“I guess like many people I approached that meeting with some standard misconceptions that a home education might produce an unsocialised precocious child unable to interact with its peers. The more I listened to those two mothers who came to see me the more impressed and excited I was with the passion and enthusiasm they had for home education.”
“Mark has spoken of two parents, the problem is we don’t know how many are out there. My report relates to the 20,000 we do know about, estimates vary there are 40,000 or more. Is he equally confident about the well-being and quality education of all the rest? My suggestion to him would be ‘no’ and certainly that is the view of the local authorities.”
I imagine the two of them, and most listeners, can agree with Badman when he says:
“There are a whole group of people who choose to home-educate sometimes at real cost to themselves and do so out of absolute despair at the system and one of my recommendations is very clearly that the local authorities should analyze the reasons why parents are electing to take their children out of school.”
Wow. I’ve read this at least 5 times now. So many things about it bother me. First among them is that it appears in a book that details at great length the desperate measures to which parents in England will resort to try and get their children into good schools. They will move house, they will join a church they don’t believe in, they will beg, borrow and sometimes literally steal. And if you are unlucky enough to be among the lower incomes who don’t have the option of picking up and moving to a new town, well then you are basically screwed. Couldn’t homeschooling be seen as a less expensive, more viable alternative for at least some of those people? There is nothing in what Penman writes about home-education to suggest that. He starts with a murder – lovely – and basically sides with the guy who thinks homeschooled children are ‘more vulnerable’ to abuse. How is it that one family abuses their daughter – a horrible tragedy to be sure – and that means that all homeschooling families are suspect, but two other families impress their MP with their dedication to home-education and that is dismissed as insignificant?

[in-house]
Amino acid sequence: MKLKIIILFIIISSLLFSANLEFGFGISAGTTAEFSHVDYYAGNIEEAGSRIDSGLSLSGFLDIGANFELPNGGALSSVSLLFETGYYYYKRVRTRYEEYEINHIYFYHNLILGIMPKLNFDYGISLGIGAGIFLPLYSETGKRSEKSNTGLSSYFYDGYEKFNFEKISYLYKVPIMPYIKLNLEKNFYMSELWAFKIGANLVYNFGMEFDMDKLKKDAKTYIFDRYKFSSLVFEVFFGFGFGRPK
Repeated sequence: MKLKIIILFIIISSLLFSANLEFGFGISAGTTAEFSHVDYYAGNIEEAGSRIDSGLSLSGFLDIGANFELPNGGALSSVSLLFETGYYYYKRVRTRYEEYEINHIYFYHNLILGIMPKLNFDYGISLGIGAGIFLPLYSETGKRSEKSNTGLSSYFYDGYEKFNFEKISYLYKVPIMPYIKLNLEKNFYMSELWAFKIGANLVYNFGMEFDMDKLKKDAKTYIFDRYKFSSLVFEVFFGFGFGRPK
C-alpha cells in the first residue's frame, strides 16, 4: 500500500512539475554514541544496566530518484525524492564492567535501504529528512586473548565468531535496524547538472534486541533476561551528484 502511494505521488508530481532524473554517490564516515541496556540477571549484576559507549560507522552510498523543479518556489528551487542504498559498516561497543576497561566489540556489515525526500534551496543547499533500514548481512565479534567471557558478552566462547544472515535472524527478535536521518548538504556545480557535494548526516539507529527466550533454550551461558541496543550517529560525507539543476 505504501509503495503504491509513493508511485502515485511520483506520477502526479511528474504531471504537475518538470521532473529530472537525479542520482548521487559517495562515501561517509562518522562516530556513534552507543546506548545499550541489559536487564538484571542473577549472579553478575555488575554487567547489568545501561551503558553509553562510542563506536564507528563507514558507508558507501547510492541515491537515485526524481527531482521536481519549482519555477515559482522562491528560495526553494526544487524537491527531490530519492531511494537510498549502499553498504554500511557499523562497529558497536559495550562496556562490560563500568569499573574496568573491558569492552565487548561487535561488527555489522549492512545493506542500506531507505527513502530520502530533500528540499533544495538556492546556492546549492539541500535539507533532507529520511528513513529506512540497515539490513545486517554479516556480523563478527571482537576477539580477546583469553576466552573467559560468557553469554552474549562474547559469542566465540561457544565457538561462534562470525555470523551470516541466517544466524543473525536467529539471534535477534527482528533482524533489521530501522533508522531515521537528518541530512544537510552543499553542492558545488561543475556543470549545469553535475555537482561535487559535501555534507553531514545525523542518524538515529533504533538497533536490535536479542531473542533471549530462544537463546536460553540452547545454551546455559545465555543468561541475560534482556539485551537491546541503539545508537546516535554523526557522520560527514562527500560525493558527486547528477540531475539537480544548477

Penman clearly does not consider homeschooling a ‘real’ education. He is in love with test scores and is an atheist member of a Catholic Church because the Catholic primary school was best. I was willing to wade through page after page after page of arguments for and against state funded faith schools, ever-changing catchment areas and a whole slew of back and forth about the pros and cons of moving just to get kids into a better school and the consequences for those students unfortunate enough to have no better school options. But I’ll be skimming through the rest of the book. Penman has no solutions to offer. The one solution he might have considered was dismissed as a haven for would-be abusers. Tell me Mr. Penman, do you think YOU would not be dedicated to your children’s education if they learned at home? I was hoping for some sort of acknowledgment as to why he and his wife didn’t think homeschooling would work for them. Instead, the Home-Education section ends with a quote about how families should be required to let the authorities know why they want to homeschool and that those reasons should be analyzed, and that’s it. The following page of the book begins with his next journal entry and the revelation that their move to a new town has cost them 40,000 GBP (around $70,000).
I have a suggestion for Andrew Penman. Stop lying about your faith, moving your kids around and whining about the lack of good public schools while offering zero in the way of possible solutions. $70,000 would have been better spent educating your kids at home. Hey, maybe you could have used it to take time to write a book about the experience of seeing your kids get the best education possible from the people who know and love them best (that would be you and your wife, Mr. Penman – not the local vicar or Catholic headmaster).
School daze, indeed.